The Banking Association of South Africa defines Financial Inclusion as the access and usage of a broad range of affordable, quality financial services and products, in a manner convenient to the financially excluded, unbanked and under-banked.
In simpler terms, Financial inclusion means that individuals and businesses have access to useful and affordable financial products and services that meet their needs – transactions, payments, savings, credit, and insurance – delivered in a responsible and sustainable way.
World Bank research shows that an estimated 2 billion working-age adults globally—more than half of the total adult population—have no access to the types of formal financial services delivered by regulated financial institutions that wealthier people rely on. This means that, despite the growth of the financial sector, access to formal financial services still remains relatively limited; particularly, in rural areas where a significant proportion of services are delivered by informal providers, with limited linkages to the formal financial sector.
In these areas, people resort to less formal avenues such as liquid assets to save income and using moneylenders to borrow money – avenues which many times turn out costly and risky.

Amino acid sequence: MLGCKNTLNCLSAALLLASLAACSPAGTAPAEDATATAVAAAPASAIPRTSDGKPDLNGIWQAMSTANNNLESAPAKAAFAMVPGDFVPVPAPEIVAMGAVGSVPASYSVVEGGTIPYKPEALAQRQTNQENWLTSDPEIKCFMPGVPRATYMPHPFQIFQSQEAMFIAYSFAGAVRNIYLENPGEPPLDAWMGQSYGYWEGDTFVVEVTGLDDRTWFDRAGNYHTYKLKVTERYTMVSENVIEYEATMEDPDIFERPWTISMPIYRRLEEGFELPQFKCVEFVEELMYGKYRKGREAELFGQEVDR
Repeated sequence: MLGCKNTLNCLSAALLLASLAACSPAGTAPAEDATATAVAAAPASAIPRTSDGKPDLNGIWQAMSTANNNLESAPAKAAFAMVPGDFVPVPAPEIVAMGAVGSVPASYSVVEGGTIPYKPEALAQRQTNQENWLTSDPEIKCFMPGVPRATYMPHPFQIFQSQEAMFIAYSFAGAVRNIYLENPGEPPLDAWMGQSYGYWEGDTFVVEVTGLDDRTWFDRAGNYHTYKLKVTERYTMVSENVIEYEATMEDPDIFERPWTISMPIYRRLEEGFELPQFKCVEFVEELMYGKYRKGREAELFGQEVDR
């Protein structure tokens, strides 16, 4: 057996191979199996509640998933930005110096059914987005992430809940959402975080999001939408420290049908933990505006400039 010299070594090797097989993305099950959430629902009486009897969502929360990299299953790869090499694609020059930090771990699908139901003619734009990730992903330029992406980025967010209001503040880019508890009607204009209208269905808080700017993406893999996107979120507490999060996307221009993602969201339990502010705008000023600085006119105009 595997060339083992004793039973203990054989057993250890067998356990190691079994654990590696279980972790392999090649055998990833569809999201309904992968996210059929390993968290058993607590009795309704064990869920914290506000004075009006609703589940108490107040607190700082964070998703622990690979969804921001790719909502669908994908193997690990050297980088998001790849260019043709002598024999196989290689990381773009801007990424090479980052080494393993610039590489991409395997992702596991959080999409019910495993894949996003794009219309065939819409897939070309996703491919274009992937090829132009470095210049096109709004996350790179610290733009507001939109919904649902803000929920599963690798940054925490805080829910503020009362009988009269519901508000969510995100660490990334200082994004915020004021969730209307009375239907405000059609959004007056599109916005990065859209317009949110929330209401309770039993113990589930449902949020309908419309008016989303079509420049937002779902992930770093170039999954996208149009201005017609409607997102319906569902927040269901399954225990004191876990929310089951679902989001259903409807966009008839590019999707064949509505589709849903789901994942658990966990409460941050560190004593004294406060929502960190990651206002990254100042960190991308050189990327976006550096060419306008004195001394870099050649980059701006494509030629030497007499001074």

The technological advancement of mobile phones and the evolution of the services provided by telecom providers gave birth to mobile money – a solution to financial exclusion.
Research done and published by finclusion.org in 2015 showed that 35% of Ugandans had a registered mobile money account and that mobile money was the predominant financial service in Uganda.
Currently over 8million Ugandans transact on the different mobile money platforms, a number expected to grow predominantly in the next few years.
In a chat with the Airtel managing director, V.G Somasekhar, he noted that “At Airtel, we believe mobile commerce is the next big thing and as such we have positioned Airtel money as the one stop shop for all our customer needs to ensure a boost in financial inclusion.”
“Financial services such as utility bill payments, purchase of data and airtime, group collections, ATM withdrawals, savings, school fees payments and even credit facilities termed ‘wewole’ are just some of the services that Airtel Uganda subscribers are privy to either by way of specially designed banking apps or the more conventional USSD short codes,” Somasekhar noted.
According to Somasekhar, all these offerings are geared towards introducing value-added services to the existing conventional money transfer service with an aim of creating convenience and ease for the customers.
The Airtel Money platform has been a major contributor to building a cashless economy with its customized offerings.
Airtel’s mobile money platform has integrated more than 10 banks to encourage mobile banking. Mobile banking can be used for many of the same tasks that would normally be completed at a bank branch. These include checking account balances, transferring money from one account to another, viewing account statements, transferring money from the phone to the bank and vice versa and paying bills. It is very convenient as one is able to do most of their banking on the go with minimal interruption to their day-to-day activities.
Each bank supported on the platform has a unique bank to wallet shortcode as shown below:
|Partner||Wallet 2 Bank||Bank 2 Wallet|
|Bank Of Africa||*185#||*246#|